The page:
Mortgage pain looms with ‘sizeable jump’ in costs as fixed-rate loans end

Much of the mortgage pain driven by interest rate hikes has yet to be felt by households, with about half of the impact still set to flow through to families with fixed-rate loans, the RBA says.

In a speech on Monday, RBA assistant governor Christopher Kent said only 45 per cent of the central bank’s rate squeeze had been passed through to households in 2022, with about 1.5 percentage points in higher repayments set to hit households over the rest of 2023 and 2024.

It means that while the RBA hikes have pushed up monthly repayments on a $500,000, 25-year variable mortgage by about $983 in the past year, only a sub-section of families have been hit.

One reason for that is because large numbers of households fixed their mortgages during COVID, Mr Kent said, effectively deferring the effect of higher rates for several years.

“Half of the remaining fixed-rate loans are due to roll off over the course of this year (or about 880,000 loans),” Mr Kent said.

“As those fixed-rate loans reset at a higher interest rate, borrowers will be faced with a sizeable jump in their required mortgage payments.”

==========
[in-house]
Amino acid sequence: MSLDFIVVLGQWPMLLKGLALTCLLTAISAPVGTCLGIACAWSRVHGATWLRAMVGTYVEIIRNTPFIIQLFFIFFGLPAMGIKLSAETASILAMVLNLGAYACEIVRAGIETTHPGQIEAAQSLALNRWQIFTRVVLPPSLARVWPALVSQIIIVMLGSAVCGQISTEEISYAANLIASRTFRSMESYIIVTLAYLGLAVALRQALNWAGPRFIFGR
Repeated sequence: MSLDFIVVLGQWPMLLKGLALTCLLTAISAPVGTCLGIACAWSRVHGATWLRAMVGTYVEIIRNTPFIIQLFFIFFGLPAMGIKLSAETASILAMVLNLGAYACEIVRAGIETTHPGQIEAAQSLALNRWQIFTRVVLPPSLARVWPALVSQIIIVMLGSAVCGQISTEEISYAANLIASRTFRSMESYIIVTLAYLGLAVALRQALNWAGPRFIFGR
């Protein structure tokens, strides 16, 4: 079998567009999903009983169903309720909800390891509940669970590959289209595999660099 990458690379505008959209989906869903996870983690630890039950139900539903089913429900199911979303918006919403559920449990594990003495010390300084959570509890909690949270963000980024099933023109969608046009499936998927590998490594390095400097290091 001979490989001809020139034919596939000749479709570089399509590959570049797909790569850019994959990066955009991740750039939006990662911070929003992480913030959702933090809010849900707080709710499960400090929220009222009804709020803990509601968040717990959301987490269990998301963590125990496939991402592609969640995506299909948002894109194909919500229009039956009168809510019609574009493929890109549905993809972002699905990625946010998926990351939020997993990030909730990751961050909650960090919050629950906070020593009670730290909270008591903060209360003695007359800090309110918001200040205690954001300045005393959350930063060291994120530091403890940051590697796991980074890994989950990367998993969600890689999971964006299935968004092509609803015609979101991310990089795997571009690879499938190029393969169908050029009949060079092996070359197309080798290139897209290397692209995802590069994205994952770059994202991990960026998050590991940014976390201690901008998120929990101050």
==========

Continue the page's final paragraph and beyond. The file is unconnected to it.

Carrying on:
Warnings about the long tail of rate hikes come after 10 increases in a row from the RBA, which has lifted its target cash rate from a record-low 0.1 per cent to 3.6 per cent to curb high inflation.

The idea is that higher rates force families to reduce their spending on goods and services, making it more difficult and costly for businesses to increase their prices even further.

Effect delayed

But this effect has been delayed, with Mr Kent suspecting that borrowers on fixed rates have not adjusted their spending yet in anticipation of high repayments.

Another factor causing the delay is that households built up large buffers in their mortgage offset and redraw accounts during lockdowns.

“If borrowers decided not to make any extra mortgage payments for a time, it would take around four quarters for the additional buffer built up during the pandemic to run down,” Mr Kent said.

“If borrowers allow these additional savings to run down even to some extent, it will help to sustain their current spending in an environment of higher interest rates and cost-of-living pressures.”

Mr Kent said the RBA was closely monitoring the transmission of higher rates to households and spending ahead of a crucial April rate decision, which could see the bank pause its run of rate hikes for the first time since they began in May 2022.

Westpac economists predicted as much last week amid signs the economy is slowing faster than expected, with one more rate hike tipped in May before more pauses in June and July.

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